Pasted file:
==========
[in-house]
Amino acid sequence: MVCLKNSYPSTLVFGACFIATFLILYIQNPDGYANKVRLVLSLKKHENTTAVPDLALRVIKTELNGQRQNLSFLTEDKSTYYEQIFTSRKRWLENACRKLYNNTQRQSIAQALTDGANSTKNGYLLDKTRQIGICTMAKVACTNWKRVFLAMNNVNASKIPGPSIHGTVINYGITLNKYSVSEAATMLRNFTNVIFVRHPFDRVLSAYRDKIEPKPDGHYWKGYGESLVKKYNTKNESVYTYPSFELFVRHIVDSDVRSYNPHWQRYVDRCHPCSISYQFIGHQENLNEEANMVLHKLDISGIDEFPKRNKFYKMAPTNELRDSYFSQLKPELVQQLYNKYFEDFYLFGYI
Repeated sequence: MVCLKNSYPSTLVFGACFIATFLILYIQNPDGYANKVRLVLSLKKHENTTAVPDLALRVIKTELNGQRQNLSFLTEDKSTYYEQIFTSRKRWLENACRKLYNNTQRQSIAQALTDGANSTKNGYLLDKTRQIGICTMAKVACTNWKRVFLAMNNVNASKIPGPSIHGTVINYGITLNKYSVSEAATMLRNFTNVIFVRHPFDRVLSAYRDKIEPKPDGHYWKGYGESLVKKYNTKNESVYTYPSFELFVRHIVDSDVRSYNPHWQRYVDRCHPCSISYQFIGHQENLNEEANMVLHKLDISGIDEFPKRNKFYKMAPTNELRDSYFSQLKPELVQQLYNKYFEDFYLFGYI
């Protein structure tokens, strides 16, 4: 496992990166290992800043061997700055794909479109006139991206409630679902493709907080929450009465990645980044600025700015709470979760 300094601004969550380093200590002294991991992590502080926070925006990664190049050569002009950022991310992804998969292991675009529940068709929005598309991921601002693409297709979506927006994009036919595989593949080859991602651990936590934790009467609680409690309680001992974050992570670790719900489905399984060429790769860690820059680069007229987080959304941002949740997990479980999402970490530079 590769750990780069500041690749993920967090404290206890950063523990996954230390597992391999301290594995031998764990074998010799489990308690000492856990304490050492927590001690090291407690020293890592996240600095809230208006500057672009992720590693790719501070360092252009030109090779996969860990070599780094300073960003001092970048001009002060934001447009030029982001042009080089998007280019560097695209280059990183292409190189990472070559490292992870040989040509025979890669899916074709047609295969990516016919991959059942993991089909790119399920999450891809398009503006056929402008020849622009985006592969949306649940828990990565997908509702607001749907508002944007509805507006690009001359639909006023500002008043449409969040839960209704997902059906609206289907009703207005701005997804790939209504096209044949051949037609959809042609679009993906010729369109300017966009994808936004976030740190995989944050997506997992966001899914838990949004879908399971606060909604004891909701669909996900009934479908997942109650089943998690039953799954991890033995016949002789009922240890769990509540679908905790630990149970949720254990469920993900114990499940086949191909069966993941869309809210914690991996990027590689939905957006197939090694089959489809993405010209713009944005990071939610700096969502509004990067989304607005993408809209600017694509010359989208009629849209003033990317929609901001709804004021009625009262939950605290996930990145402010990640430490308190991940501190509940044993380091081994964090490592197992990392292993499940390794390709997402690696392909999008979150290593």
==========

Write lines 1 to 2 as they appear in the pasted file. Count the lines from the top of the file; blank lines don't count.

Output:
[in-house]
Amino acid sequence: MVCLKNSYPSTLVFGACFIATFLILYIQNPDGYANKVRLVLSLKKHENTTAVPDLALRVIKTELNGQRQNLSFLTEDKSTYYEQIFTSRKRWLENACRKLYNNTQRQSIAQALTDGANSTKNGYLLDKTRQIGICTMAKVACTNWKRVFLAMNNVNASKIPGPSIHGTVINYGITLNKYSVSEAATMLRNFTNVIFVRHPFDRVLSAYRDKIEPKPDGHYWKGYGESLVKKYNTKNESVYTYPSFELFVRHIVDSDVRSYNPHWQRYVDRCHPCSISYQFIGHQENLNEEANMVLHKLDISGIDEFPKRNKFYKMAPTNELRDSYFSQLKPELVQQLYNKYFEDFYLFGYI